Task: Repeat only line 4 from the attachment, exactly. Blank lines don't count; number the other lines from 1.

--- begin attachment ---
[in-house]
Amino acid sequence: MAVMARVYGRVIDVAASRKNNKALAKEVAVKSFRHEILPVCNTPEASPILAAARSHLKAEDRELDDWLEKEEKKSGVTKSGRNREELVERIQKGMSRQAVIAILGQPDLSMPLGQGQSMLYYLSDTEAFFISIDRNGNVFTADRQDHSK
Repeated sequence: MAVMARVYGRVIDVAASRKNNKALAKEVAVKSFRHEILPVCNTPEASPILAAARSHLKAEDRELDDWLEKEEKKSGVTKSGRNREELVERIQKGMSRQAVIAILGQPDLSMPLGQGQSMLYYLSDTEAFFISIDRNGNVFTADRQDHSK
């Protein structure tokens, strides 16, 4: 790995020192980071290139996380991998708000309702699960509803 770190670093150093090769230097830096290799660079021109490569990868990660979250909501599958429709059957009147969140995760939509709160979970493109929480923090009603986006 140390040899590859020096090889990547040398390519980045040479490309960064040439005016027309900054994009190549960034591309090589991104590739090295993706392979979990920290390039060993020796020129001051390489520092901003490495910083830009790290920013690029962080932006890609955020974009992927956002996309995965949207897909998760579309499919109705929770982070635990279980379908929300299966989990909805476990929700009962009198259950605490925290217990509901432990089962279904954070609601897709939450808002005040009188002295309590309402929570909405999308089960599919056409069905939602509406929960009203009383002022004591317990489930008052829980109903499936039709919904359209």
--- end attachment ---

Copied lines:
């Protein structure tokens, strides 16, 4: 790995020192980071290139996380991998708000309702699960509803 770190670093150093090769230097830096290799660079021109490569990868990660979250909501599958429709059957009147969140995760939509709160979970493109929480923090009603986006 140390040899590859020096090889990547040398390519980045040479490309960064040439005016027309900054994009190549960034591309090589991104590739090295993706392979979990920290390039060993020796020129001051390489520092901003490495910083830009790290920013690029962080932006890609955020974009992927956002996309995965949207897909998760579309499919109705929770982070635990279980379908929300299966989990909805476990929700009962009198259950605490925290217990509901432990089962279904954070609601897709939450808002005040009188002295309590309402929570909405999308089960599919056409069905939602509406929960009203009383002022004591317990489930008052829980109903499936039709919904359209």